Such a strategy demands that our 21st century expectations meet the 19th century life style of the Afghans at the juncture of peace and reconciliation so that for once we can apply their solutions to their problems. They can be independent within the modern world, but not isolated from it.  The starting point can be the Pashto saying, “You can’t win villages by force,” as we direct our efforts towards village building instead of ‘nation building.’  We can do this by building village community centers to introduce modernity to them on their terms.

The benefits of an enduring peace will always out weigh the miseries of perpetual wars.  By making a tangible and visible investment in their lives, as the U.S. did in the 1960s, we can win the hearts and minds of the economically neglected and politically marginalized Pashtuns in the war-torn areas of rural Afghanistan and Pakistan.

The safety of these community centers can be guaranteed through a priority of built-in immunities.  Mosques that have a built-in protection against extremists’ attacks should be built first and schools, libraries, and health clinics should be phased in according to a similar safety assessment. These facilities should be Internet-connected to broaden the people’s worldview by providing access to a more progressive Islam that is not in conflict with modernity and a spiritual rather than the doctrinal dimension of Islam.  There should be electronic libraries on history, literature, arts and sciences that revive a sense of cultural pride in a heritage that inspires a sense of responsibility through relevant historical narratives.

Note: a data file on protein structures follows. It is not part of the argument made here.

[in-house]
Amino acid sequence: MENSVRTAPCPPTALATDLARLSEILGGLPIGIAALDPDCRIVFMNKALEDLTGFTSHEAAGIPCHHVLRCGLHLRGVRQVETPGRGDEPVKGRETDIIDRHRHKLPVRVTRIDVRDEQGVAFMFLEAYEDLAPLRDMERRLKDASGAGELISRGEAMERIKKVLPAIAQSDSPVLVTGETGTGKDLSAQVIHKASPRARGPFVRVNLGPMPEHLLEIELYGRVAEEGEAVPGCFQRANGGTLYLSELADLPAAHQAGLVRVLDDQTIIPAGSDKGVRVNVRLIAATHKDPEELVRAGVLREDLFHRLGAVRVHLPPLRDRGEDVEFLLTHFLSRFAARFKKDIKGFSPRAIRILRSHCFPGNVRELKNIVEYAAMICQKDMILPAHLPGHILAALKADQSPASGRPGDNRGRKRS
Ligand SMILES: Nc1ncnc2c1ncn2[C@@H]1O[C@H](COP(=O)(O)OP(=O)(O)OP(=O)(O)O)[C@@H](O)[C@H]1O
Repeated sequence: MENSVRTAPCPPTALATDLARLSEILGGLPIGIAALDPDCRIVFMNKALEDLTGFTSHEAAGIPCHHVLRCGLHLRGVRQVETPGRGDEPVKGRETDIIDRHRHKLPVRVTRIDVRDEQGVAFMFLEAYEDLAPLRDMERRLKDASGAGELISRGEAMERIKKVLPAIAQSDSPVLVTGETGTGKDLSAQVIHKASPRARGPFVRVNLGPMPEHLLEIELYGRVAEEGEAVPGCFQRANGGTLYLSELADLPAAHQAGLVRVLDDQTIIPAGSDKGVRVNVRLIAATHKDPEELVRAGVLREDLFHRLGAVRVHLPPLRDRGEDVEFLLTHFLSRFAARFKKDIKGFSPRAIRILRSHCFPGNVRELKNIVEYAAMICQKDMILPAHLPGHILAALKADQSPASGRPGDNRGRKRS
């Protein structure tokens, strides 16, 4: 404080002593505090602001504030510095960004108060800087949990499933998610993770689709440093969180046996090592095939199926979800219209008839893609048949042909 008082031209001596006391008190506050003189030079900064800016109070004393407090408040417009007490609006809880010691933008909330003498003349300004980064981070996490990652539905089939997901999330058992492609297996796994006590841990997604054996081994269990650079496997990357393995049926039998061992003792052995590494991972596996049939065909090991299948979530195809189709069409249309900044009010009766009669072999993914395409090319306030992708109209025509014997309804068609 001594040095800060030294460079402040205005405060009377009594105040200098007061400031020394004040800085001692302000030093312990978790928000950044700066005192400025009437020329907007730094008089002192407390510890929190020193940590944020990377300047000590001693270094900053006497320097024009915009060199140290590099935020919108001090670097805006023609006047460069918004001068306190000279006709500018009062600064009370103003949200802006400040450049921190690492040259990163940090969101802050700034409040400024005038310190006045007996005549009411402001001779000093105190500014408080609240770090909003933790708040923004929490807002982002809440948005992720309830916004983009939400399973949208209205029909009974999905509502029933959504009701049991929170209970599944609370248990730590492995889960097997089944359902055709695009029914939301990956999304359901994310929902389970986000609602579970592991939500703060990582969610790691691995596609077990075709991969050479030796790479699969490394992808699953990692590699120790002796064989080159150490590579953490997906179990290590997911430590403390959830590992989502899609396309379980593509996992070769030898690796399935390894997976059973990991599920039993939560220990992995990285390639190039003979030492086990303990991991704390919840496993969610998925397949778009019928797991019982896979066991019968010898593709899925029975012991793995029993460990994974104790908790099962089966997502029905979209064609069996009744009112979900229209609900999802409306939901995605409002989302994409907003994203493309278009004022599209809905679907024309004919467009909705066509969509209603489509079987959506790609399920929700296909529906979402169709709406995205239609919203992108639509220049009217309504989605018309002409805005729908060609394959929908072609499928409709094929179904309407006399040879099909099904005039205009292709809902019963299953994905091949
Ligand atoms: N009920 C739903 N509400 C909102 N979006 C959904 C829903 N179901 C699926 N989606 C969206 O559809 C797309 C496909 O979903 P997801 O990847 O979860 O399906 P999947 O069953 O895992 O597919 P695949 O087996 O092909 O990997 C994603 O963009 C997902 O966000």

In due course, sports facilities should be built to draw the youth away from battlefields. Arts, crafts, and cottage industry modules should be built with micro-lending banking; agribusiness cooperatives to subsidize alternative crop substitution replacing opium poppy cultivation.  Pharmaceutical plants should be built to turn the local poppy harvest into medicinal drugs that will not only eliminate narco-financing of the insurgency, but also provide opportunities for sound economic investment.

Because the community will have a vested interest in these projects, they will protect with their blood that which they have built with their own hands.  Nonetheless, a contingency of rapid re-building plans should be in place in the event of attacks and sabotage.

As extensive as this may seem, it can be done with a fraction of the cost of military operations and will certainly have better prospects of success.

They say a republic loses its soul when it becomes an empire. The opportunity awaits a new American leader like Barack Obama to convince the world that our imperial reach can be soulfully democratic.

Zaman Stanizai is professor of Islamic Traditions at the Pacifica Graduate Institute in Santa Barbara.